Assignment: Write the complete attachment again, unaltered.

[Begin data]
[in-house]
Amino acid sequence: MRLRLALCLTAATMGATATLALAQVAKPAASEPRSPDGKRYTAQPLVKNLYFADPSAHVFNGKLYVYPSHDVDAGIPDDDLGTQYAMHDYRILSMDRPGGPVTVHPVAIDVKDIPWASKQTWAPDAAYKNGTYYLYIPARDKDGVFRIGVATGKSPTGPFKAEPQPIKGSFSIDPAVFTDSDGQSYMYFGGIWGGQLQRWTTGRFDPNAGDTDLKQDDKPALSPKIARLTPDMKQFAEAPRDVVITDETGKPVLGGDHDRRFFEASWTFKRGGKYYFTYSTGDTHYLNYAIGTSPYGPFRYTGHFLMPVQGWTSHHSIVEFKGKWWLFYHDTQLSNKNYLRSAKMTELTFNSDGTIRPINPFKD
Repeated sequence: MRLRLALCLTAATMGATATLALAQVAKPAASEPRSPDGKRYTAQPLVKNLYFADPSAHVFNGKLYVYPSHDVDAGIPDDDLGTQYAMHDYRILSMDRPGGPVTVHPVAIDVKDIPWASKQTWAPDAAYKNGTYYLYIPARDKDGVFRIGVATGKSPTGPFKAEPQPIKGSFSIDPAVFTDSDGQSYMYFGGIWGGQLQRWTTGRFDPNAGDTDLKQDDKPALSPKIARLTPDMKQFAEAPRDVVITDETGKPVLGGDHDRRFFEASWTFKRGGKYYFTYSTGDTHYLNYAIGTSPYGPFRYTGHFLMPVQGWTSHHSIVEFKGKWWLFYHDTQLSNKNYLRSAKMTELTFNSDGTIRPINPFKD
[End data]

[in-house]
Amino acid sequence: MRLRLALCLTAATMGATATLALAQVAKPAASEPRSPDGKRYTAQPLVKNLYFADPSAHVFNGKLYVYPSHDVDAGIPDDDLGTQYAMHDYRILSMDRPGGPVTVHPVAIDVKDIPWASKQTWAPDAAYKNGTYYLYIPARDKDGVFRIGVATGKSPTGPFKAEPQPIKGSFSIDPAVFTDSDGQSYMYFGGIWGGQLQRWTTGRFDPNAGDTDLKQDDKPALSPKIARLTPDMKQFAEAPRDVVITDETGKPVLGGDHDRRFFEASWTFKRGGKYYFTYSTGDTHYLNYAIGTSPYGPFRYTGHFLMPVQGWTSHHSIVEFKGKWWLFYHDTQLSNKNYLRSAKMTELTFNSDGTIRPINPFKD
Repeated sequence: MRLRLALCLTAATMGATATLALAQVAKPAASEPRSPDGKRYTAQPLVKNLYFADPSAHVFNGKLYVYPSHDVDAGIPDDDLGTQYAMHDYRILSMDRPGGPVTVHPVAIDVKDIPWASKQTWAPDAAYKNGTYYLYIPARDKDGVFRIGVATGKSPTGPFKAEPQPIKGSFSIDPAVFTDSDGQSYMYFGGIWGGQLQRWTTGRFDPNAGDTDLKQDDKPALSPKIARLTPDMKQFAEAPRDVVITDETGKPVLGGDHDRRFFEASWTFKRGGKYYFTYSTGDTHYLNYAIGTSPYGPFRYTGHFLMPVQGWTSHHSIVEFKGKWWLFYHDTQLSNKNYLRSAKMTELTFNSDGTIRPINPFKD